Charles Taylor during his 'active days'

Second, the guilty verdict for Charles Taylor shows that in today’s world it is no longer acceptable to use proxy forces to engage in civil wars in other countries. While this modus operandi was normal during the Cold War and even the Congo wars in the 90s, the guilty verdict for Taylor shows that you cannot play a hidden hand in a civil war without eventually being held accountable. The Government of Sudan’s (GoS) support of the Lord’s Resistance Army (LRA) during several years is an example that comes to mind. The Chief Prosecutor of the ICC hinted in an interview a couple of years ago that the GoS might be held accountable for its support of the LRA, and the verdict against Taylor will back such threats up with credibility in the future.

Finally, the Taylor case has shown how warlords like Taylor rely on the world as an inactive bystander to profit from civil wars. Taylor was able to use the international legitimacy attached to his role as the President of Liberia to further his criminal ends. He tapped into the international trade of small arms to support his proxy in the Sierra Leonean civil war, and he was able to sell blood diamonds to maintain his rule – which would not have been possible if he had not found customers who were willing to buy them. For years Taylor had been in a very comfortable position, wooing super models with rough diamonds, with all of us as bystanders. Let’s hope the SCSL verdict is the beginning of a change for the better.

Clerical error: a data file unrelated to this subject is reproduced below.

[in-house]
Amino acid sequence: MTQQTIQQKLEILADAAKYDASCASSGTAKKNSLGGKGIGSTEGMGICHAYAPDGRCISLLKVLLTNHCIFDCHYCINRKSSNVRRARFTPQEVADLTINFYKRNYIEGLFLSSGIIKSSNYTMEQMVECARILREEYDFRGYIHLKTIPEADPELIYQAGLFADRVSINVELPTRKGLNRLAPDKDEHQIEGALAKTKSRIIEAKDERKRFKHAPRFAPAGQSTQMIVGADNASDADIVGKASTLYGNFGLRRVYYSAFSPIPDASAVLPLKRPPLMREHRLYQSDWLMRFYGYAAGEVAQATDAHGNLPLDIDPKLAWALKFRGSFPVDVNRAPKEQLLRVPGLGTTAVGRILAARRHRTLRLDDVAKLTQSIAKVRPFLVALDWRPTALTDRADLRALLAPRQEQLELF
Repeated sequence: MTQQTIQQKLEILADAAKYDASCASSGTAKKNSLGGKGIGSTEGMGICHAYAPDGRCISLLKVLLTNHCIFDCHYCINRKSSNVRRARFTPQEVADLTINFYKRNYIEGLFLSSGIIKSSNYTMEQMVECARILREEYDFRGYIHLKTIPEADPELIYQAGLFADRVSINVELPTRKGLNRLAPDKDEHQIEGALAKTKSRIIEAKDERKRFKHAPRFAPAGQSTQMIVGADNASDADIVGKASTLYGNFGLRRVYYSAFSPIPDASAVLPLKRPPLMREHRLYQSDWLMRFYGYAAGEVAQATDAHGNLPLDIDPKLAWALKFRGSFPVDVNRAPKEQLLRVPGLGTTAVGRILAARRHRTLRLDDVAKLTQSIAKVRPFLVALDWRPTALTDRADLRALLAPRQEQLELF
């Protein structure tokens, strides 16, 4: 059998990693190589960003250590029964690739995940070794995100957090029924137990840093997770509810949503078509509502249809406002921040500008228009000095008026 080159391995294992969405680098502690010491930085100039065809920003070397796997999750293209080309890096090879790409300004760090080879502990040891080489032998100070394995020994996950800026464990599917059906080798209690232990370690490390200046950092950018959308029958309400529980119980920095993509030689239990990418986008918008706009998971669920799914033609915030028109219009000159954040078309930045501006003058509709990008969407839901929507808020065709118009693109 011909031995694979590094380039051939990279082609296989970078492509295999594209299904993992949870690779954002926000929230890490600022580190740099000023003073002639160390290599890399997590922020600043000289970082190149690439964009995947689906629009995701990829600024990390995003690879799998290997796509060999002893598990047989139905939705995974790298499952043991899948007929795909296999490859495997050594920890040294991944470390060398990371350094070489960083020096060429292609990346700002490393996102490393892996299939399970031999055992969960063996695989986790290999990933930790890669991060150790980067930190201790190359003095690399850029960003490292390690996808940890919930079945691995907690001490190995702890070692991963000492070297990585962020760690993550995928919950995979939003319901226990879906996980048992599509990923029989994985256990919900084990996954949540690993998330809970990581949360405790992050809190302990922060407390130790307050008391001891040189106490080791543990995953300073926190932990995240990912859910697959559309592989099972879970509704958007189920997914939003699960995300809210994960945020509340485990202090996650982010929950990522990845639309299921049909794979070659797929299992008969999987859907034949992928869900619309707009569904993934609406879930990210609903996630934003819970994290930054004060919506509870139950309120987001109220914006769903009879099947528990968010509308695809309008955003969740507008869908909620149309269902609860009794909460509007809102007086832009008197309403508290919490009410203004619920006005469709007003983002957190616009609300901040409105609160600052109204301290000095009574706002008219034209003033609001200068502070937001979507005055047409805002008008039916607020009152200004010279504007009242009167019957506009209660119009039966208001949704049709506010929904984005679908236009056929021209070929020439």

About Patrick Wegner

PhD student at the University of Tübingen and the Max-Planck-Institute for Comparative Public Law and International Law. Working on the impact of International Criminal Court investigations on ongoing intrastate conflicts.
This entry was posted in Crimes against humanity, Exile, Liberia, Lord's Resistance Army (LRA), Peace Negotiations, Peace Processes, Sierra Leone, Special Court for Sierra Leone, Special Court for SIerra Leone (SCSL), War crimes and tagged , , , , , , , , , . Bookmark the permalink.

2 Responses to The Taylor Case in Context

  1. Very helpful perspective, thank you. The one point where I’d quibble is your penultimate paragraph, where you say that “the guilty verdict for Taylor shows that you cannot play a hidden hand in a civil war without eventually being held accountable.” I think we’re still really far from that place, actually. This verdict should incrementally shift the beliefs of leaders in relatively weak countries about the risk that they’ll be punished for meddling in civil wars, but it hardly guarantees that they’ll be punished, and I think it’s clear that officials in powerful countries can still expect impunity.

  2. Thanks for your comment. You are of course right, the statement was an oversimplification. Sadly, international criminal law does still not reach the most powerful countries, in particular the permanent members of the UN Security Council. Still, the verdict shows those who decide to support armed groups as proxies that there is a very real legal basis for prosecuting them.